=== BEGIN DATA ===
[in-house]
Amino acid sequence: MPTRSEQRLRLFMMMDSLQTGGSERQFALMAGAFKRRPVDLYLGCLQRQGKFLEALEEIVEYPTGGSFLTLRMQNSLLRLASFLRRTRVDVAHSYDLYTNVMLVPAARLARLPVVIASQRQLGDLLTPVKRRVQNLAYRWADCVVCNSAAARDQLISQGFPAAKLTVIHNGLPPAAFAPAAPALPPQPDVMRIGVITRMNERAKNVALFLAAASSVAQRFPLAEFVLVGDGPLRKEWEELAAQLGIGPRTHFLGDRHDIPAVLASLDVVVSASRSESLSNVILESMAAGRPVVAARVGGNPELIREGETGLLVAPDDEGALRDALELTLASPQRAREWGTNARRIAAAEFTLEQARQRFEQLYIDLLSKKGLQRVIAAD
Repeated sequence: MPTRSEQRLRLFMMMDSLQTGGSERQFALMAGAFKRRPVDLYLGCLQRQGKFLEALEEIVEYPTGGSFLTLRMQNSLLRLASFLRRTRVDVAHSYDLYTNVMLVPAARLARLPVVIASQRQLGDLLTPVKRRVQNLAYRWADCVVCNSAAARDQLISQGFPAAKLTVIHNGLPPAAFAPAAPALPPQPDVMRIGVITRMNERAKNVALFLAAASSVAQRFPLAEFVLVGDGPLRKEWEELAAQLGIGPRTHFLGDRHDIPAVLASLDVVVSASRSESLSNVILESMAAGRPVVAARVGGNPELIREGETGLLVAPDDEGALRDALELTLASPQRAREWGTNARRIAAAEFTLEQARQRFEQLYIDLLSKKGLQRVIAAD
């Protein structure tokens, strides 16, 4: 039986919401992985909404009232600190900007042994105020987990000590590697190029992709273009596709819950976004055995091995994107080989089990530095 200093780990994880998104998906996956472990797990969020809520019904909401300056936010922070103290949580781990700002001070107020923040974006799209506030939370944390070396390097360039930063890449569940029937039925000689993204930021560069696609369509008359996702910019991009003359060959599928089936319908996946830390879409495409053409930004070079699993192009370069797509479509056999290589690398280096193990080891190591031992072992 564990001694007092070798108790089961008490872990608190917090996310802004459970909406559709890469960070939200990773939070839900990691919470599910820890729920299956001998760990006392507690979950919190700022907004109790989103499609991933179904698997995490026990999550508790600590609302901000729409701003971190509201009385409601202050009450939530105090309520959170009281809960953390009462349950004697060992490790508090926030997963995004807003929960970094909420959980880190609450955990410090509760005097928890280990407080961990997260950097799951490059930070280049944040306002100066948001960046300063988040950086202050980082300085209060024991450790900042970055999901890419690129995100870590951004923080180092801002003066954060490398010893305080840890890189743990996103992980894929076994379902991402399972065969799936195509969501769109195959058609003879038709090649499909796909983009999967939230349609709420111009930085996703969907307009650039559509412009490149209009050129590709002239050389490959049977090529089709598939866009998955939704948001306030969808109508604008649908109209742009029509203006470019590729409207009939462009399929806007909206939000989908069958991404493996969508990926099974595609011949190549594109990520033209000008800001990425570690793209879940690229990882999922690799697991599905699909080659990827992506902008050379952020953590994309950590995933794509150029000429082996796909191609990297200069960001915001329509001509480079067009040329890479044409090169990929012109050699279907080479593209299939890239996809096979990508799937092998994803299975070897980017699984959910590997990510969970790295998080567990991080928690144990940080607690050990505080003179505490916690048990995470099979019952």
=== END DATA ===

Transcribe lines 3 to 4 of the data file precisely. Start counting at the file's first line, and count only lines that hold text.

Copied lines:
Repeated sequence: MPTRSEQRLRLFMMMDSLQTGGSERQFALMAGAFKRRPVDLYLGCLQRQGKFLEALEEIVEYPTGGSFLTLRMQNSLLRLASFLRRTRVDVAHSYDLYTNVMLVPAARLARLPVVIASQRQLGDLLTPVKRRVQNLAYRWADCVVCNSAAARDQLISQGFPAAKLTVIHNGLPPAAFAPAAPALPPQPDVMRIGVITRMNERAKNVALFLAAASSVAQRFPLAEFVLVGDGPLRKEWEELAAQLGIGPRTHFLGDRHDIPAVLASLDVVVSASRSESLSNVILESMAAGRPVVAARVGGNPELIREGETGLLVAPDDEGALRDALELTLASPQRAREWGTNARRIAAAEFTLEQARQRFEQLYIDLLSKKGLQRVIAAD
């Protein structure tokens, strides 16, 4: 039986919401992985909404009232600190900007042994105020987990000590590697190029992709273009596709819950976004055995091995994107080989089990530095 200093780990994880998104998906996956472990797990969020809520019904909401300056936010922070103290949580781990700002001070107020923040974006799209506030939370944390070396390097360039930063890449569940029937039925000689993204930021560069696609369509008359996702910019991009003359060959599928089936319908996946830390879409495409053409930004070079699993192009370069797509479509056999290589690398280096193990080891190591031992072992 564990001694007092070798108790089961008490872990608190917090996310802004459970909406559709890469960070939200990773939070839900990691919470599910820890729920299956001998760990006392507690979950919190700022907004109790989103499609991933179904698997995490026990999550508790600590609302901000729409701003971190509201009385409601202050009450939530105090309520959170009281809960953390009462349950004697060992490790508090926030997963995004807003929960970094909420959980880190609450955990410090509760005097928890280990407080961990997260950097799951490059930070280049944040306002100066948001960046300063988040950086202050980082300085209060024991450790900042970055999901890419690129995100870590951004923080180092801002003066954060490398010893305080840890890189743990996103992980894929076994379902991402399972065969799936195509969501769109195959058609003879038709090649499909796909983009999967939230349609709420111009930085996703969907307009650039559509412009490149209009050129590709002239050389490959049977090529089709598939866009998955939704948001306030969808109508604008649908109209742009029509203006470019590729409207009939462009399929806007909206939000989908069958991404493996969508990926099974595609011949190549594109990520033209000008800001990425570690793209879940690229990882999922690799697991599905699909080659990827992506902008050379952020953590994309950590995933794509150029000429082996796909191609990297200069960001915001329509001509480079067009040329890479044409090169990929012109050699279907080479593209299939890239996809096979990508799937092998994803299975070897980017699984959910590997990510969970790295998080567990991080928690144990940080607690050990505080003179505490916690048990995470099979019952």